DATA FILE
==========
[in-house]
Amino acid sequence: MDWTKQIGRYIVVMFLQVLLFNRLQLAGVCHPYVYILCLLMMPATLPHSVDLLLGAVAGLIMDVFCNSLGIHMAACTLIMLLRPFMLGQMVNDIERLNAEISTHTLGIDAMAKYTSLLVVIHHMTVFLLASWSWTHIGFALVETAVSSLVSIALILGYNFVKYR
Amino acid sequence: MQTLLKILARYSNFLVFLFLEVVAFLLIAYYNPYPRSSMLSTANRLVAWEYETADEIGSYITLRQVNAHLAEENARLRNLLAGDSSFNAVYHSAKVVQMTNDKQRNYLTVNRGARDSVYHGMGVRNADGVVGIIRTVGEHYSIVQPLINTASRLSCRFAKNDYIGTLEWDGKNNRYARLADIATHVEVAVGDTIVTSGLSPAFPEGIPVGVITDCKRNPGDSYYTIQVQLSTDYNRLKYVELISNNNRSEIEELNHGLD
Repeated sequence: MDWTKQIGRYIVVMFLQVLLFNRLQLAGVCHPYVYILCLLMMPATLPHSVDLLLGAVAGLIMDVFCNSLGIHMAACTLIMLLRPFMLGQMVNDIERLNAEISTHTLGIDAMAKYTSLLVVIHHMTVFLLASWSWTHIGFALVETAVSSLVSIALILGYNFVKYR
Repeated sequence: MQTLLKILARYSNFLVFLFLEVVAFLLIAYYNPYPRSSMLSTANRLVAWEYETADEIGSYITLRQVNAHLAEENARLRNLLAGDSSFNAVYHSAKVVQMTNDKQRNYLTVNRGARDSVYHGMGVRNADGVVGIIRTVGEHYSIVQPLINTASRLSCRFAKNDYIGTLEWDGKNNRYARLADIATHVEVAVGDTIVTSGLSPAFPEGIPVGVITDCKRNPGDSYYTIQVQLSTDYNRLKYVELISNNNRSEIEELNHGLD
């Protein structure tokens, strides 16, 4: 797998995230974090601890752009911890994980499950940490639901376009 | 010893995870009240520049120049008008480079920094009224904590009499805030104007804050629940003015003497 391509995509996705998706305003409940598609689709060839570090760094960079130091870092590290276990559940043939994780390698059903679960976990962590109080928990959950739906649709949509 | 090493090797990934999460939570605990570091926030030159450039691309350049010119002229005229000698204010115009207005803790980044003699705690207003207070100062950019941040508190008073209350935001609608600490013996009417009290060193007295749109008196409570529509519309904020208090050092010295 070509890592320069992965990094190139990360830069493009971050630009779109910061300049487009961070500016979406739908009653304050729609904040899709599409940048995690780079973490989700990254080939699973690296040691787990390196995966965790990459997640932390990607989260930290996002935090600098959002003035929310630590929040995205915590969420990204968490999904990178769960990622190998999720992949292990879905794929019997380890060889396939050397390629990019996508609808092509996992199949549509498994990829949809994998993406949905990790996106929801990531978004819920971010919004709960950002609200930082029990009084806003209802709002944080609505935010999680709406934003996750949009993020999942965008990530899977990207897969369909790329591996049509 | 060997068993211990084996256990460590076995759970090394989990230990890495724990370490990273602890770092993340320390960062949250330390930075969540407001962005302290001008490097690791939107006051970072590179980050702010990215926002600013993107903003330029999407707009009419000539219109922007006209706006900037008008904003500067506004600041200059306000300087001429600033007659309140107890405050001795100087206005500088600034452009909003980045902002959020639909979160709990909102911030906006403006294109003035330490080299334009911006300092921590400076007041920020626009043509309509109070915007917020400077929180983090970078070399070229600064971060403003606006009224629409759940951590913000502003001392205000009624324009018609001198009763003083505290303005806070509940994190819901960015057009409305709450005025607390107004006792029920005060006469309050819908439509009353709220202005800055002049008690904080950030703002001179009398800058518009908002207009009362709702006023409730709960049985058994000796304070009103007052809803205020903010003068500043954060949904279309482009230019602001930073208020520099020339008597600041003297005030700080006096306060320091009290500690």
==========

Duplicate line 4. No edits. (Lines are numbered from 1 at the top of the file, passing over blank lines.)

Repeated sequence: MDWTKQIGRYIVVMFLQVLLFNRLQLAGVCHPYVYILCLLMMPATLPHSVDLLLGAVAGLIMDVFCNSLGIHMAACTLIMLLRPFMLGQMVNDIERLNAEISTHTLGIDAMAKYTSLLVVIHHMTVFLLASWSWTHIGFALVETAVSSLVSIALILGYNFVKYR